How did the idea of creating a cryptocurrency come about?
The fact is that cryptocurrencies are not the first form of digital money. Attempts to create digital currencies began back in the early 1990s, but all of these inventions failed to compete with electronic bank money or third-party systems like PayPal.
David Schaum paved the way for digital currency when he launched DigiCash in 1989. It was an electronic network used to send currency anonymously. Ten years after DigiCash went bankrupt, we saw the likes of E-gold and Liberty Reserve, which also went bankrupt after criminal charges. Soon the idea itself began to seem far-fetched and unrealizable to people.
Why did it all fail?
One can simply remember the adage that the first pancake is a pancake. But a more plausible explanation is that there was no demand for digital currency, because e-commerce had not yet arrived on the scene, nor had widespread access to the Internet.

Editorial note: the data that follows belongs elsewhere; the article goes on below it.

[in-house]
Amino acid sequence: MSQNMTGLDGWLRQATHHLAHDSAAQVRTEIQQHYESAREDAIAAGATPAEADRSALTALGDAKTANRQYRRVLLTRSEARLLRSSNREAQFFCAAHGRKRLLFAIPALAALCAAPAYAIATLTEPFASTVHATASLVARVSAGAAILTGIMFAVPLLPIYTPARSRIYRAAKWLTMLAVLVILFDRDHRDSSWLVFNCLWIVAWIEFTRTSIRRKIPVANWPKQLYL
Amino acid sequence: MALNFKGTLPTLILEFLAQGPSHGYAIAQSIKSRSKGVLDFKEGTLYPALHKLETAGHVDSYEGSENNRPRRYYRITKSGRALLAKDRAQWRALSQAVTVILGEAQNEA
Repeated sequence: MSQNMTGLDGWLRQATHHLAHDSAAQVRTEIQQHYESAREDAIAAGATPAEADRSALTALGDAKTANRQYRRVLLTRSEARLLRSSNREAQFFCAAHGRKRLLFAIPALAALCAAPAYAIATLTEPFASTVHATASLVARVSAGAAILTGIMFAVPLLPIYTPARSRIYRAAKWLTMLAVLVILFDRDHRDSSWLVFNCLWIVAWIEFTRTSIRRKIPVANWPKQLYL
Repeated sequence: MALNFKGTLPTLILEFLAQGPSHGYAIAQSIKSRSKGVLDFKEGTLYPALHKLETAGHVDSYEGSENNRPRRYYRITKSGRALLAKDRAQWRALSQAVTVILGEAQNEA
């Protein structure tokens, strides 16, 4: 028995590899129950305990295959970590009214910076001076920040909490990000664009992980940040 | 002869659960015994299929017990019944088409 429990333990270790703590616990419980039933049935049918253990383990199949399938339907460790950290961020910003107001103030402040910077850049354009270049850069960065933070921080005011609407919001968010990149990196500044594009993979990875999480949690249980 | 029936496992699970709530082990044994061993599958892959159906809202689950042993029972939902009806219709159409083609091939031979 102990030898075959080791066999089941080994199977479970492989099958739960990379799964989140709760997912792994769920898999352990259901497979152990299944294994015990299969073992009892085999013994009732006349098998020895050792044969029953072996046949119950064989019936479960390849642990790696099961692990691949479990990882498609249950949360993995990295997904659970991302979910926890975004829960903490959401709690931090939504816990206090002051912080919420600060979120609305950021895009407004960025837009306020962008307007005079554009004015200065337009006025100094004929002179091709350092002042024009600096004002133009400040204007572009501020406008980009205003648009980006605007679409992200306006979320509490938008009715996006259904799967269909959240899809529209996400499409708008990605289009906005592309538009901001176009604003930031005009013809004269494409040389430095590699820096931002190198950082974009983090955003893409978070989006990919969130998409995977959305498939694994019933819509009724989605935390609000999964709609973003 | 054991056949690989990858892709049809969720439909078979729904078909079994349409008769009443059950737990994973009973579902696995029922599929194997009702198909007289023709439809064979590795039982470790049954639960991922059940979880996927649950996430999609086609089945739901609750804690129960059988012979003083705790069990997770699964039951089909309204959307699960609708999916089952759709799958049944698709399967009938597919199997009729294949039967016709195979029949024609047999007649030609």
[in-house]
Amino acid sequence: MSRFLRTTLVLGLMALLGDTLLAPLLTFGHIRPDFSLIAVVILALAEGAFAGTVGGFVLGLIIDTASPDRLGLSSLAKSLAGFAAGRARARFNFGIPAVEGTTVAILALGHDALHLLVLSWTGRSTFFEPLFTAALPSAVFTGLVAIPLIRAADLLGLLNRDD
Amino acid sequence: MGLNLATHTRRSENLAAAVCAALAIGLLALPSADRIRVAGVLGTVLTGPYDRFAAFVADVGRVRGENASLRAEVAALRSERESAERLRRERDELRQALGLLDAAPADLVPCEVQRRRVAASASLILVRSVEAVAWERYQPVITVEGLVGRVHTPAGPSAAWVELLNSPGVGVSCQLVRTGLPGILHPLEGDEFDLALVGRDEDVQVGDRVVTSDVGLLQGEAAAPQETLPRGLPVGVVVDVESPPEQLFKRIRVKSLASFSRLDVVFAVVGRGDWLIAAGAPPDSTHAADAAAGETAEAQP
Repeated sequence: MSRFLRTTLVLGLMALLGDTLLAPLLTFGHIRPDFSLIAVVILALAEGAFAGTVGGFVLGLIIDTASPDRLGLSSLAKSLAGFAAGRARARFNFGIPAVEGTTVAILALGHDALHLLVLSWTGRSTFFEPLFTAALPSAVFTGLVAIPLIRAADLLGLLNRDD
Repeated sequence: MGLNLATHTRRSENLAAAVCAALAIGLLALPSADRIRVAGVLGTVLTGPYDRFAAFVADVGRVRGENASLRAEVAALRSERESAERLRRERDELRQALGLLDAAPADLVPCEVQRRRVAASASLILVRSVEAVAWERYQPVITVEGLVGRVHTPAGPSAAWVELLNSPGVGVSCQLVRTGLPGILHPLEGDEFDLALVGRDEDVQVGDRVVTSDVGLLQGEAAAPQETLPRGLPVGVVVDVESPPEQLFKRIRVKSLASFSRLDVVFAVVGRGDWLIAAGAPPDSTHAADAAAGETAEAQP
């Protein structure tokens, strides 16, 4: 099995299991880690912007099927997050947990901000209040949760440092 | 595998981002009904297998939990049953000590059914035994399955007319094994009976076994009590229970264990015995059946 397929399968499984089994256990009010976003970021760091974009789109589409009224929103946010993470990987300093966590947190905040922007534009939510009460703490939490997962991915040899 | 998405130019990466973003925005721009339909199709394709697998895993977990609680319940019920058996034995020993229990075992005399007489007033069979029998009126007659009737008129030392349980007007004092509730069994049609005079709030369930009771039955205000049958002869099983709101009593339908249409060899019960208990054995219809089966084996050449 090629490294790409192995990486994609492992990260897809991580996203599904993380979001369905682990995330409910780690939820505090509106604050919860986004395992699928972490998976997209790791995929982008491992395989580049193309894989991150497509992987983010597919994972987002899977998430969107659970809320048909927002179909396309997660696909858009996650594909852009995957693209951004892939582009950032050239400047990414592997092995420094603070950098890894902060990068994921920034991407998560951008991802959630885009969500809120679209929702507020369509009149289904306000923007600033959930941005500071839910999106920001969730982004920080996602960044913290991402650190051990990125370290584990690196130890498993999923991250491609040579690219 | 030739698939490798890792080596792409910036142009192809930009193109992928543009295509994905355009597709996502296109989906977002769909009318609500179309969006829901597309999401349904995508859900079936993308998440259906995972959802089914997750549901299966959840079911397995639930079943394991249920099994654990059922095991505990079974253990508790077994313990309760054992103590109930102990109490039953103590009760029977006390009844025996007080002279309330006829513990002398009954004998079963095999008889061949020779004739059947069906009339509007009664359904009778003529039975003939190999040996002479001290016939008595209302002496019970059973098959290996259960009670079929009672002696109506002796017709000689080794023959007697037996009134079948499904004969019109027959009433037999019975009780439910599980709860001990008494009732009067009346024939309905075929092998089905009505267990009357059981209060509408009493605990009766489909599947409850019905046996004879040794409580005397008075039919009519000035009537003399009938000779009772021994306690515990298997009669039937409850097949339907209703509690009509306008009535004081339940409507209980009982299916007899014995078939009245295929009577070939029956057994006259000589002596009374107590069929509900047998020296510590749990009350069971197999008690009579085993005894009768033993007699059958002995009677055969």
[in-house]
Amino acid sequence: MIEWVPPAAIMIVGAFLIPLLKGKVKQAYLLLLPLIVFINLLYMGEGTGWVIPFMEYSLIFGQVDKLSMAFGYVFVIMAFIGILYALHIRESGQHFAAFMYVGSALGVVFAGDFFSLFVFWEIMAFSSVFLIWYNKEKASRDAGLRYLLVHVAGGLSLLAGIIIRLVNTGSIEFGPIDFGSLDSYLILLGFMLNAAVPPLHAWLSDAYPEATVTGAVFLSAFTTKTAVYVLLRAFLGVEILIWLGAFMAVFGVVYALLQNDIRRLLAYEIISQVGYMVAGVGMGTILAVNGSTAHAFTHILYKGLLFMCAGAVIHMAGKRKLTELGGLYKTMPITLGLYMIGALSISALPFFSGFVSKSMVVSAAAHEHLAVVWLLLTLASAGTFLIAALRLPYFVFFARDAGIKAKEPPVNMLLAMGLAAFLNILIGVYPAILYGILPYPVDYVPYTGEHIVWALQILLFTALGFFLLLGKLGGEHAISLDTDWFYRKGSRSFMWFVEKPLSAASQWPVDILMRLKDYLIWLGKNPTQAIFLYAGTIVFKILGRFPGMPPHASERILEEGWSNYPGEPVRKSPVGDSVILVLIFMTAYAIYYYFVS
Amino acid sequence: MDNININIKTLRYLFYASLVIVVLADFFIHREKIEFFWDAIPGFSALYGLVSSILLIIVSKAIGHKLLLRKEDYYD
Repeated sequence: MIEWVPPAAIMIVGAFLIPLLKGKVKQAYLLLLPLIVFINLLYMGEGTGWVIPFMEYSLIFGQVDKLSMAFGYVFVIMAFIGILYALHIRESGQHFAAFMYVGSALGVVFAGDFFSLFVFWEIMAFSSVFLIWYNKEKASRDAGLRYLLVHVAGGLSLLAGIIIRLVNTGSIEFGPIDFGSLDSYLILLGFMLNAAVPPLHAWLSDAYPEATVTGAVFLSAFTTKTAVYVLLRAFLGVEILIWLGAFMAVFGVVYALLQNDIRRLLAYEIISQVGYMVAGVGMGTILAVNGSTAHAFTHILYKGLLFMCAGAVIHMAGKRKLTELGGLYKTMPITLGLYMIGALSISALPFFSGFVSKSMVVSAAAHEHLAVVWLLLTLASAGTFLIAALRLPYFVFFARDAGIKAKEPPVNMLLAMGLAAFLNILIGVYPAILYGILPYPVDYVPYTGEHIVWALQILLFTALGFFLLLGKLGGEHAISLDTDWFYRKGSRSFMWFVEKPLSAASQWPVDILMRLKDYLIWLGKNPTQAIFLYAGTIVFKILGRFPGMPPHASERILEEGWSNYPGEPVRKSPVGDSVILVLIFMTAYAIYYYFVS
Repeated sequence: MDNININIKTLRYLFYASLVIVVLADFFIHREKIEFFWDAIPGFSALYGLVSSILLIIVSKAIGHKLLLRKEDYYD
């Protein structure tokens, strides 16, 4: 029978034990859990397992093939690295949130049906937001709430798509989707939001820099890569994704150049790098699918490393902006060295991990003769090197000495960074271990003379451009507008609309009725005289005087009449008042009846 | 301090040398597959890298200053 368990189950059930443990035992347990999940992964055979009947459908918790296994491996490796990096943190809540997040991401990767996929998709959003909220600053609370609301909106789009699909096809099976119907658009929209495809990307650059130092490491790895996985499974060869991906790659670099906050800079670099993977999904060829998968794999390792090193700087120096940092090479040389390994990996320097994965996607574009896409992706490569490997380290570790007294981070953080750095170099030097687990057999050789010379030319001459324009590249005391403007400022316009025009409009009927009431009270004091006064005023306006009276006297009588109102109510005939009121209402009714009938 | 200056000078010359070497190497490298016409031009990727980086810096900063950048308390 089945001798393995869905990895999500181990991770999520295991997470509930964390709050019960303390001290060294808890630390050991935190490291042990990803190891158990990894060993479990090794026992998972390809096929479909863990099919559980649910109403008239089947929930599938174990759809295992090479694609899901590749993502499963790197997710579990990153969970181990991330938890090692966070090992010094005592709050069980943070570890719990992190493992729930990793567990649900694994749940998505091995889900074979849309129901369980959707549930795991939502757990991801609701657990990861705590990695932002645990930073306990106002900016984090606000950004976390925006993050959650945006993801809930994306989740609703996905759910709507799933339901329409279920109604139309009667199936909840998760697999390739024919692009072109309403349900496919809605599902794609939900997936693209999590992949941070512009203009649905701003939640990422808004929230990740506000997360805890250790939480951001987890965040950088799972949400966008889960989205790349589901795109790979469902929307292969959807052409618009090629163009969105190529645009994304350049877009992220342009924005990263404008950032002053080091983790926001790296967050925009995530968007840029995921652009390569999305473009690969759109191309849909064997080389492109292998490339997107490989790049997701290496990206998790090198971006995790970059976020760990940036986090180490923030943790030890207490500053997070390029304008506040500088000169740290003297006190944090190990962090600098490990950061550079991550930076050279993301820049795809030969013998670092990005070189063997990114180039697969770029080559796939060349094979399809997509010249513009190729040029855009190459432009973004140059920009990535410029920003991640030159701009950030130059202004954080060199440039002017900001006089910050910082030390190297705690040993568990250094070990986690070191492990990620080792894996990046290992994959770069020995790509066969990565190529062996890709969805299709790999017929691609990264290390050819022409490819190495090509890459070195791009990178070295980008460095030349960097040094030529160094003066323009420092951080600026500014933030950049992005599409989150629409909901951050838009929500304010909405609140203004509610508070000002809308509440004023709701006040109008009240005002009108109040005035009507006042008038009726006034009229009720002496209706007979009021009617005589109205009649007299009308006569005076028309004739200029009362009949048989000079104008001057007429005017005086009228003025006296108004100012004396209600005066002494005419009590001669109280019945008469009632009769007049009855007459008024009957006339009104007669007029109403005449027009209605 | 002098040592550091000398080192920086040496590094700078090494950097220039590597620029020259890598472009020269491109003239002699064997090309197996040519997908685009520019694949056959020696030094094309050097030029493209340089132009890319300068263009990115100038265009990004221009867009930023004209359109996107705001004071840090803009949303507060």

Now back to 2008. Then a mysterious figure known as Satoshi Nakamoto gave a new explanation for the previous failures: all these systems were centralized and therefore based on trust. And according to the enigmatic Nakamoto, this was the most serious problem.
You can read a detailed explanation in a document written by Satoshi in 2008: "Bitcoin: A Peer-to-Peer Electronic Cash System" (Bitcoin: A Peer-to-Peer Electronic Cash System). In it, Nakamoto highlighted two fundamental problems: the workings of conventional financial systems and the properties of fiat currency (such as the U.S. dollar).
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